The LA Times and erasing India from textbooks

BY VAMSEE JULURI| IN Media Practice | 13/04/2016
In reporting California’s history curriculum changes that will remove the words ‘India’ and ‘Hinduism’, the LA Times has been less than truthful,
says VAMSEE JULURI who is part of the campaign opposing the changes


On April Fool’s Day (though this was no prank),  the Los Angeles Times published an article that tried to discredit several professors, scholars, students and parents (and 22,000 petition-supporters) who have been protesting a move by a part of the California Department of Education to change the way India is depicted in the history curriculum.

The article, entitled, “Nobody Wants to Erase India from Textbooks. Here’s the Real Deal,” claims boldly that India is not being erased from California’s history textbooks.  All that has happened, it insists, is that a group calling itself the South Asia Faculty Textbook Committee has suggested that “in some places ‘India’ be replaced with South Asia because some of the area discussed currently belongs to Pakistan.” 

The article then goes on to quote a few paragraphs about the Indus Valley civilization from a February 24, 2016 letter by the South Asia Faculty to the Instructional Quality Commission (IQC) - a division of the California Department of Education - about this point.

 It is also important to note that the article had initially presented this letter as a "response" to a petition that I and several other scholars had initiated against the India/South Asia changes.

 Of course, I had to point out, and so did several other readers on Twitter, that our petition actually started on March 18. How in the world could a February 24 letter be a response to that?

On April 2, 2016, the LA Times added a tiny correction. It noted that the February 24 letter from the South Asia Studies Faculty letter to the IQC was not a response to our March 18 petition, but it was a response to the “backlash” to the suggested changes.

I pointed out, on Twitter, and also in an email to the editor Mitra Kalita on April 2that the timeline was still wrong: how could there have even been a backlash when the IQC announcement about accepting the South Asia Faculty changes was made public only around March 15?

I also pointed out the more important issue here: the changes to India’s depiction in the California history curriculum were not simply about Indus Valley being in Pakistan as their writer had selectively made it out to be. The decision of the IQC has been in full public view for several days now, and the links were provided on my petition too: India is indeed being “erased,” in several key places in the curriculum, all the way from “ancient South Asia” (with Hinduism now being called an ancient Indian religion”) to the age of “Islamic civilization” (the new phrase to replace the earlier phrase “India and the Muslim world”).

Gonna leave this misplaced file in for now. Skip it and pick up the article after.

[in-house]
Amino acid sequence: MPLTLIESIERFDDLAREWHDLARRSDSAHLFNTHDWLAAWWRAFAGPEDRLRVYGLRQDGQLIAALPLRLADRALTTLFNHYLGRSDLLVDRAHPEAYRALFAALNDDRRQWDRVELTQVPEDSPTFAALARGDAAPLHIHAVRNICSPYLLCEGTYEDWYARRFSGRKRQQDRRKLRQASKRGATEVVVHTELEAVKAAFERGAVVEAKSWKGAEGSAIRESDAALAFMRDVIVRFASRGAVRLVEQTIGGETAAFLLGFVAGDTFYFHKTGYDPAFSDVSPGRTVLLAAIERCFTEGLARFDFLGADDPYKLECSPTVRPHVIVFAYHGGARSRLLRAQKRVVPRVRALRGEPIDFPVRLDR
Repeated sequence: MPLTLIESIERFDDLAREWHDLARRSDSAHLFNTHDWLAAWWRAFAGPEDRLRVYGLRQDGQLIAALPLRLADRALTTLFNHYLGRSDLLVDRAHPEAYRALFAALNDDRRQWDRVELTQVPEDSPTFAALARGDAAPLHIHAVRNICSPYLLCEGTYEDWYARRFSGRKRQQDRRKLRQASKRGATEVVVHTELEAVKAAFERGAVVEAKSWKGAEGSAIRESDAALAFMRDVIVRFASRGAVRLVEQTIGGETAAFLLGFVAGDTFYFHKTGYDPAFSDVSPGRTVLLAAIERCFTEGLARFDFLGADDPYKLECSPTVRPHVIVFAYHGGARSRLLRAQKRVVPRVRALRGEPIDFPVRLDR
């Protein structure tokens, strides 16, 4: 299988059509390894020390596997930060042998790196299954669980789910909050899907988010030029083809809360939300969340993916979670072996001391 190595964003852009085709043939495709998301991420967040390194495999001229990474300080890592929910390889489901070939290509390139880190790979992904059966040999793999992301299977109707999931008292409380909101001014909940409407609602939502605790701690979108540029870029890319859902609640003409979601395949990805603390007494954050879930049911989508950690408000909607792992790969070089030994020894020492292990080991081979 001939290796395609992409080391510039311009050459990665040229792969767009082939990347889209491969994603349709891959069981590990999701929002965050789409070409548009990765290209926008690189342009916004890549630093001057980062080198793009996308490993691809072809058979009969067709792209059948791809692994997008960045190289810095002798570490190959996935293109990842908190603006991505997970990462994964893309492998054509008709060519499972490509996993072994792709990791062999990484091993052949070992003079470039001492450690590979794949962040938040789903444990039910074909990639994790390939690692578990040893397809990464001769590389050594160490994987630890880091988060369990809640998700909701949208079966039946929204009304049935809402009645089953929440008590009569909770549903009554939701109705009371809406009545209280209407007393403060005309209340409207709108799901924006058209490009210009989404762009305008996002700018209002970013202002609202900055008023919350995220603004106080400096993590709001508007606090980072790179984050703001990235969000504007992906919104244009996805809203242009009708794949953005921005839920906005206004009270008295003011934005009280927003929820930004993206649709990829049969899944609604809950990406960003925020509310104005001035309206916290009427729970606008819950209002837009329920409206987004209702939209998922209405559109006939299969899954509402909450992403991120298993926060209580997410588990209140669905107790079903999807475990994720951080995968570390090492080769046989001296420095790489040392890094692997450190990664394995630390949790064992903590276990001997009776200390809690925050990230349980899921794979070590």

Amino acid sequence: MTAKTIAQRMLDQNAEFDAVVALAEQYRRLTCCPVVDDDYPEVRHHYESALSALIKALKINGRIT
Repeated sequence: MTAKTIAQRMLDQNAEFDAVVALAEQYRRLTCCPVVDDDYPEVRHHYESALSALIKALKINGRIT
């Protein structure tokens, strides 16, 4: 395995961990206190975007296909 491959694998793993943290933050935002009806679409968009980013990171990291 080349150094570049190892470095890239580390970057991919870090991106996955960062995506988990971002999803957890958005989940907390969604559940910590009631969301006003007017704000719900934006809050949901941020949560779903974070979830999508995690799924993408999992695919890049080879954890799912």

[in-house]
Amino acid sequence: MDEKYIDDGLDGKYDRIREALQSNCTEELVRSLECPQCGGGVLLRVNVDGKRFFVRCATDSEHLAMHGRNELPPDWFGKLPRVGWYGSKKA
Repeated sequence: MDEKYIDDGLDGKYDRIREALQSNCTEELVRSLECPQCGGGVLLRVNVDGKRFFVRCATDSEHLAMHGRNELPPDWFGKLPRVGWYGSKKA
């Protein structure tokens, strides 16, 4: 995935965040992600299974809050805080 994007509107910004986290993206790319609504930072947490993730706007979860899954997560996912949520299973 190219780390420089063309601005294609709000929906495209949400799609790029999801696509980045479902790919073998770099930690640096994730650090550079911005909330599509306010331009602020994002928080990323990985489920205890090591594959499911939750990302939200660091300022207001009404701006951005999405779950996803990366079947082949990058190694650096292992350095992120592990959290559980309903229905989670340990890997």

I was informed that my email had been passed on to a colleague. When I did not hear back, I also wrote to the Reader’s Representative last Monday. I did not hear back from her either. Then, one of the Hindu American advocacy groups involved with the textbooks issue for several years asked me if I wanted to join them on a phone conversation with the reporter later that week.

The reporter, Sonali Kohli, was courteous and somewhat apologetic about not having had enough time to interview me for her story last week. However, she maintained that her story (which was a report according to her and not an opinion piece as some readers had suggested to me), was accurate and did not warrant further correction.  She said she would ask her editor about the possibility of a response. When I did not hear back again in two days, I once again wrote to her and to Mitra Kalita, who suggested I write a letter to the editor. I did that too. No word as of now.

As a media studies professor who has taught and written about the media for two decades now, I have to admit that this level of obduracy and irresponsibility was enough to unsettle whatever optimism I have cultivated in my life about the human beings who make the media slightly better than what its political and economic structural imperatives might reduce it to. 

I could not teach media criticism to nearly twenty cohorts of college students eager to work in the media industry without balancing the critical perspective with some elements of hope. But after one week of finding no sign of moral responsibility at the LA Times for their lack of respect for truth, I cannot remain silent. 

I do not know what else to call the “logic” that has dictated such skewed reporting on issues pertaining to India and Hinduism in the U.S. news media except to approach it as a form of Hinduphobia; not so much a personal bias perhaps but a systematic silencing of the facts about Hinduism in academia and the media.

How else can I view this strange and brazenly inaccurate "reporting" by the LA Times?